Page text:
Aspen Magazine: 1965-1971

Aspen Magazine: 1965-1971

For all the lovers of contemporary ‘independent’ magazines, a look in the past and the magazine production of the 60s and 70s should be obligatory. The richness of cultural production of the period, as seen through the lens of print ephemera, has a lot to offer. One of the most significant, yet slightly overlooked, magazines produced during that decade is Aspen, a multimedia magazine published by Phyllis Johnson from 1965 until 1971.

Aspen first started as a magazine about “the civilized pleasures of modern living, based on the Greek idea of ‘whole man’”. It evolved during the years in one of the most innovative avant-garde publications. Johnson, a fashion journalist and editor for “Woman’s Wear Daily” and “Advertising Age”, wanted to create a publication boundless of the traditional physical support of a magazine. With this idea in mind, all the issues published, 10 in all, Aspen was published in a different form every time, according to the content it was supposed to carry.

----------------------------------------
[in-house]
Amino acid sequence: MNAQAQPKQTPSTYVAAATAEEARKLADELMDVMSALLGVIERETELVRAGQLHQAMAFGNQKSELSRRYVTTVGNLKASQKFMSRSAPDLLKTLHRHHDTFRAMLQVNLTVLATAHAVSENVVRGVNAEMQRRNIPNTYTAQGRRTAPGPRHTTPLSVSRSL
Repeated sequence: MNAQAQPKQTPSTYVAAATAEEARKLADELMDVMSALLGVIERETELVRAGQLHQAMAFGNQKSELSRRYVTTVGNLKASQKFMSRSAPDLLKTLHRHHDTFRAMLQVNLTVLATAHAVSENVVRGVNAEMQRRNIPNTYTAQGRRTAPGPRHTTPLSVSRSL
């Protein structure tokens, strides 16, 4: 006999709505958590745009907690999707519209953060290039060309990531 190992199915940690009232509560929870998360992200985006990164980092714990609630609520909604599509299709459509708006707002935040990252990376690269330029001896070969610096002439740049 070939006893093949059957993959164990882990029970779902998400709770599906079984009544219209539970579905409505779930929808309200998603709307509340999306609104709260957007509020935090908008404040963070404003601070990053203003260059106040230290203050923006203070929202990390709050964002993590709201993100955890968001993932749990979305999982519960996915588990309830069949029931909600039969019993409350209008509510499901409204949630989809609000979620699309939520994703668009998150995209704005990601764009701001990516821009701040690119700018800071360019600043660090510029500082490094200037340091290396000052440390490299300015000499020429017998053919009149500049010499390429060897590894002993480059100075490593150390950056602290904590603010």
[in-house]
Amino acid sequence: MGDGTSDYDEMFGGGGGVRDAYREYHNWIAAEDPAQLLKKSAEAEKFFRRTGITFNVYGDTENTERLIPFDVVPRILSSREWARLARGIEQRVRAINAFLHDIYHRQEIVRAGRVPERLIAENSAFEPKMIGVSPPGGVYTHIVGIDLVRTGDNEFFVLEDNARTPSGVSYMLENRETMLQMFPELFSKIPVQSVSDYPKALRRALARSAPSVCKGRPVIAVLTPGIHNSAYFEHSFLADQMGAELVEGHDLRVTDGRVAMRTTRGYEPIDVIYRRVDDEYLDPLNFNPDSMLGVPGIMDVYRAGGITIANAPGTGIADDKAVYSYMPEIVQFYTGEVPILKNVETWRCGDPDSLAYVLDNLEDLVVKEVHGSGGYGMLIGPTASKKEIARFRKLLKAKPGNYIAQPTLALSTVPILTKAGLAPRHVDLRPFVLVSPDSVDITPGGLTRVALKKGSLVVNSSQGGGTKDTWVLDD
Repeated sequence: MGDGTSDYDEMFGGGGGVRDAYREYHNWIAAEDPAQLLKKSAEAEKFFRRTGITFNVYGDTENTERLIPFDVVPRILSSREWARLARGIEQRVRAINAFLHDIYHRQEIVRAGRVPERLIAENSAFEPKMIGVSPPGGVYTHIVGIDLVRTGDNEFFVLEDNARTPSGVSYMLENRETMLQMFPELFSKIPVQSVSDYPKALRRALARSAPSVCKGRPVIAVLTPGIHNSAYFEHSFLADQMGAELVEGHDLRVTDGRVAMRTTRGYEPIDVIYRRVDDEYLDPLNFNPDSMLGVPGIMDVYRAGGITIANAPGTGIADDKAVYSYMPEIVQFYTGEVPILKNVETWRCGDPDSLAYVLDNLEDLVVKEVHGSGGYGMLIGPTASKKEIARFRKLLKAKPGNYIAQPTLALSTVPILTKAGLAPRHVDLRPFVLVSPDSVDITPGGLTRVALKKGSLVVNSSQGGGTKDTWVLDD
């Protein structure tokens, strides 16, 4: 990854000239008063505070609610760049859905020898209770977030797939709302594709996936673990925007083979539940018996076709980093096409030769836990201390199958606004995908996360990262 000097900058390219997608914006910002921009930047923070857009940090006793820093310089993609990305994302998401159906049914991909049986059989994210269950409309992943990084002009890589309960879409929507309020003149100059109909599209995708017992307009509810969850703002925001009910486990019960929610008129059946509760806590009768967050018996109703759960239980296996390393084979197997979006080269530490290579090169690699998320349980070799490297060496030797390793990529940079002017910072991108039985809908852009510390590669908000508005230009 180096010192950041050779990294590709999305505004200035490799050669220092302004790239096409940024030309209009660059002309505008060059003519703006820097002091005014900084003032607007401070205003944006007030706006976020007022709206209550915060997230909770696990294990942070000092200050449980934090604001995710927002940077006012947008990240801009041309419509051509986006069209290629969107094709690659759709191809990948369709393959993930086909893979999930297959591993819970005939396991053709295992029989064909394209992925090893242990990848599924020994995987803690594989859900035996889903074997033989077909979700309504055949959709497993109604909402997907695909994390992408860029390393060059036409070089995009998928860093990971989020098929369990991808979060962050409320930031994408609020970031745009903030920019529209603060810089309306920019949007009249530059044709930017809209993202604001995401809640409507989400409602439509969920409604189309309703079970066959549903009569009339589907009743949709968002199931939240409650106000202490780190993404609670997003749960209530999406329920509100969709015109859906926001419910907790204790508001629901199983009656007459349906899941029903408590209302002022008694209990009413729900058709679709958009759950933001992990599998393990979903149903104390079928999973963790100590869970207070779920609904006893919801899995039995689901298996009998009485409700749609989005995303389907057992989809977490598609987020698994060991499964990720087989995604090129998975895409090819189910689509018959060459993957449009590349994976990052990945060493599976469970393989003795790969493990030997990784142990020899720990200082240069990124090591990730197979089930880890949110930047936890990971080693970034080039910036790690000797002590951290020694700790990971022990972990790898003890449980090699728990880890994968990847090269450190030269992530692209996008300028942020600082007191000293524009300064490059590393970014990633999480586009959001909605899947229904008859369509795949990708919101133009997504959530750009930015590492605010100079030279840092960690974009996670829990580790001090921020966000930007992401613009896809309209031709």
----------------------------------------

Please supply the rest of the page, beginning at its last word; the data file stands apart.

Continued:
More or less, this form always corresponded to some kind of box containing different material, from reels of Super 8 film, flexi discs, posters, small leaflets, ticket books etc. While the first two issues revolved around life in Aspen, the following ones were guest edited by some of the most influential artist, critics, writers, entirely dedicated to topics such as Pop-Art, Performance Art, psychedelia or Asian art among others. As Emily King said, Johnson “had little time for style” and her interests “centred on the ideas-heavy end of the contemporary art spectrum”. Hence the issues were guest curated by Andy Warhol and David Dalton, Quentin Fiore, Brian O’Doherty, Jon Hendricks, Dan Graham, Mario Amaya, Angus and Hetty MacLise, while the list of writers and contributors includes John Cage, Yoko Ono, Marcel Duchamp, William S. Borroughs and David Hackney among others.

While the openness and flexibility of Aspen Magazine might be directly linked to its downfall, nonetheless it should serve as a reference point for contemporary magazine lovers. A show running at Whitechapel Gallery in London until the 3rd of March, is paying a tribute to Aspen Magazine that paved the way for future art publishing.

Rujana Rebernjak – Images courtesy of Whitechapel Gallery